photo Contributor1.png

Thursday, March 1, 2012

[REVIEW] Atomic Floyd SuperDarts +Remote – IEM of STEEL

First, I'll like to thanks Atomic Floyd for the review sample.

Atomic Floyd, as a company, always seems a bit illusive to me in the past. It is a company mainly operates in Hong Kong and U.K. (where their main market seem to be) and has a fantastically well designed line of IEM. The bold styling and steel housing are much like modern art themselves, yet their IEM are very much under the radar. I have demoed one of their IEM some time ago and was quite impressed on both build and sound quality. Naturally, I have some high expectation for the SuperDarts that was released late last year, especially since it is one of the rare dynamic + balanced armature (BA) hybrid dual drivers IEM.

A bag of surprise

Very well printed packaging.

"Supercharged bass. Acid sharp detail." - actually a fairly good and accurate description of the sound.

Transducer: Dynamic + Balanced Armature hybrid dual drivers
Impedance: 16 ohm
Sensitivity: 100dB (1kHz)
Frequency Range: 5Hz ~ 25kHz
Plug size: 3.5mm
Cord length: 125cm



Packaging, Accessories and Build Quality
In short: astonishingly well packed. In fact, better packed than the lavish Monster Turbine Pro Copper I have reviewed - not that Atomic Floyd has stuffed as many accessories into the package, but it just makes people feel like they have their money well spent - from the attention in printing to the bold red styling. Yes, buying headphone should be more about getting a good sound quality first. But there is nothing wrong if it comes in a beautiful box at the same time, especially since SuperDarts doesn’t lack in either departments.

The manual is equally well printed.



Accessories wise, you will get 3 pair of single flange eartips, a 3.5mm to 6.5mm adapter, an airline adapter and silicone rubber case. The three pairs of eartips are really well made, but they do come out a little on the thick side so they aren’t that good for small ear canal. Even with my mid-sized ear canal, the mid-sized stock tips can be just a tiny bit too big. I end up using some aftermarket eartips (by Nakamichi, though Sony Hybrid should work almost just as well) because they are more comfortable. They also help on taming out some of the brightness. With the right fitting eartips, the isolation is slightly above average. Like the eartips, the included silicone rubber case is actually quite good as well, but I wish it could be a few millimeter (say 5mm) bigger in diameter for a roomier storage space. However, I do think I am just nitpicking here rather than complaining.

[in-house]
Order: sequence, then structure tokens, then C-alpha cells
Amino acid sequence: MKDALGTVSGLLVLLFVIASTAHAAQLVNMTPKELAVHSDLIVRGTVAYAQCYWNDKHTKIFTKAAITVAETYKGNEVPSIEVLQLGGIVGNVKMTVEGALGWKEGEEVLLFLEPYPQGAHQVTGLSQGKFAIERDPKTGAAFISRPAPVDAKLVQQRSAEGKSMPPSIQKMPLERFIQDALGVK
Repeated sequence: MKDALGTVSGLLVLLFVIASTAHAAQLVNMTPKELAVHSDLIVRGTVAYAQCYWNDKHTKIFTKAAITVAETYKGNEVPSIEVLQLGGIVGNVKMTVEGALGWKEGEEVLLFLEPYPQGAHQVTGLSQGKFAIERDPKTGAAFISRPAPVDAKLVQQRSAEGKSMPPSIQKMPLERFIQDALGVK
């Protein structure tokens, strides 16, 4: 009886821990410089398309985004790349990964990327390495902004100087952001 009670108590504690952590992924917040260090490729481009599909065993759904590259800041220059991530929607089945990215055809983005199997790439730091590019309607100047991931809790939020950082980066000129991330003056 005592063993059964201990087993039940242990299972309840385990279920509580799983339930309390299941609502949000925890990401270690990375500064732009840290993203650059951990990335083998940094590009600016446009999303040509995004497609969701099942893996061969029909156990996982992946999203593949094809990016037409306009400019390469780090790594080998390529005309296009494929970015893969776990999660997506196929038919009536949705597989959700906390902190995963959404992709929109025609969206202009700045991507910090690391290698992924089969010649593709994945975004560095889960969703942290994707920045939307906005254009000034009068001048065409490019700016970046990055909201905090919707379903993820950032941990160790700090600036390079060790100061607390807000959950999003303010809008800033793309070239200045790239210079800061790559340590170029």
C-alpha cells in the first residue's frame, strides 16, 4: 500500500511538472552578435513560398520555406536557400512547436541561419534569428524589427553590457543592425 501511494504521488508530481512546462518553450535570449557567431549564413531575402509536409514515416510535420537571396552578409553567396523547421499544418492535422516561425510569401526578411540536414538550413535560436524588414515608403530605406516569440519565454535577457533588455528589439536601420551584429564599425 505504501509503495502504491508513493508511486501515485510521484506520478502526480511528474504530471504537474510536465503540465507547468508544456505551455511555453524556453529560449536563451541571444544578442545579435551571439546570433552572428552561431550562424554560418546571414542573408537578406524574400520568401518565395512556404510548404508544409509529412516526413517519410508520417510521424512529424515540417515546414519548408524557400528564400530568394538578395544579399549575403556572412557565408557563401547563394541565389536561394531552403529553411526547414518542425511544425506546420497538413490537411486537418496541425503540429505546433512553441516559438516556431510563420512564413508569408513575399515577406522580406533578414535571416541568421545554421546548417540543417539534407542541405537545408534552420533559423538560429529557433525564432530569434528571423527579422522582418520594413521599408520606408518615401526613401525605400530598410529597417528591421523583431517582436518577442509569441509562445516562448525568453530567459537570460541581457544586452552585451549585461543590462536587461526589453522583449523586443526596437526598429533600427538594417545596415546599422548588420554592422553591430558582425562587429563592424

Even the Y-splitter looks great.


Build quality is where SuperDarts gets its first gold star from me. I love the design of the IEM, but it isn’t the first IEM I have with a bullet style design and big bold red in color (Ortofon e-Q5, anyone?). However, the attention to detail and the manufacturing materials do set the SuperDarts apart from the competition. All the metal used is steel – from the housing, the iPod remote control, the Y-splitter to the 3.5mm plug. It is slightly heavier than the more common aluminum, but the finishing is beautiful to both the eyes and the touch. To make it better, all the marking isn’t just simply lasered or a coat of paint. They are engraved with inlayed paint to ensure extra resistance to scratch. The lower half of the cable (under Y-splitter) has fabric sleeve - not just any fabric, but the super strong Kevlar. This makes it one of the best looking fabric sleeved cable I have ever seen. It doesn’t even give off lint when I scratched it with my finger nail.

All and all, I really like the SuperDarts. The only thing I would add is probably a shirt clip as it is useful for bullet style IEM in general. Other than that, I just think the IEM is gorgeous – yes, I know I have repeated that a couple of times now, but there is no denying that SuperDarts is by far the classiest IEM I have ever seen.

Sound Quality
The IEM has been burnt-in for over 50 hours before the review. Bass becomes slightly tighter, but overall the change is relatively small.

The overall sound signature of SuperDarts is as bold as its design, a close to extreme V-shaped balanced sound with big boomy bass and bright sparkly treble. This is not the kind of ‘reference sounding’ IEM for the critical listener and Atomic Floyd certainly isn’t shy on showing off its frequency response by printing it on the package. A piece of early advice: If you really like an intimate and forwarded vocal, then SuperDarts is not for you.